Deconstructing processors like the A4 usually happens behind the closed doors of only a handful of companies. These global reverse engineering firms are the investigative arm of the electronics marketplace, gumshoes who do research for the people who need to find out who is making what circuitry, as well as what manufacturing process they’re using to do it.
They’re the ones who delve deep into processors, audio controllers, and every other part you’d find inside a cell phone or iPad, figuring out layer by layer the exact composition of each package.
We partnered with the best company in the semiconductor reverse engineering trade, Chipworks, to bring you a closer look at how semiconductor teardowns are conducted, as well as a peek inside the iPad’s chips.
Chipworks has X-rayed, cross-sectioned, and ground through the A4 processor. In addition to showing you what’s inside, we’re also going to show you how they did it.
What did we find?
- The A4 package has three layers: two layers of RAM (Samsung K4X1G323PE), and one layer containing the actual microprocessor.
- This Package-on-Package construction gives Apple the flexibility to source the RAM from any manufacturer they want—they’re not locked into Samsung.
- It’s clear from both hardware and software that this is a single core processor, so it must be the ARM Cortex A8, and NOT the rumored multicore A9.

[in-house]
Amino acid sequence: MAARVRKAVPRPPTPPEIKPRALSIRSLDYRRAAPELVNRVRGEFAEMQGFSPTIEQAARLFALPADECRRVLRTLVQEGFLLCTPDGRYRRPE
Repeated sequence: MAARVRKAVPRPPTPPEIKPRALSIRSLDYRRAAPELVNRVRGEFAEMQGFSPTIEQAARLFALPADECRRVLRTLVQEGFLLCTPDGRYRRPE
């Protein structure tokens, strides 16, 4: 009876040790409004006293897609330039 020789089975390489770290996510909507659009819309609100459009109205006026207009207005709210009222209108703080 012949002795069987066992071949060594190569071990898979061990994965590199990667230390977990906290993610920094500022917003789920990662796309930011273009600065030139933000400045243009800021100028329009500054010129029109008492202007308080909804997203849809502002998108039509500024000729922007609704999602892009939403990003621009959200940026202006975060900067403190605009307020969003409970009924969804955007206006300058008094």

- We don’t expect to find any markings from PA Semi, Apple’s recent acquisition, but it’s safe to assume they played a major role in designing this package.
- Every iPhone processor that we have dissected has had a Samsung part number on the processor die. We have not found any such Samsung markings on the A4 (outside of the DRAM), perhaps the clearest sign to date that Apple is now in firm control of their semiconductor design.
- There’s nothing revolutionary here. In fact, the A4 is quite similar to the Samsung processor Apple uses in the iPhone. The primary focus of this design was minimizing power consumption and cost.
- Software benchmarks indicate that the A4 has the same PowerVR SGX 535 GPU as the iPhone 3GS, but verifying this via hardware is quite difficult. If this is true, and it likely is, graphic performance on the iPad is fairly poor relative to the screen size.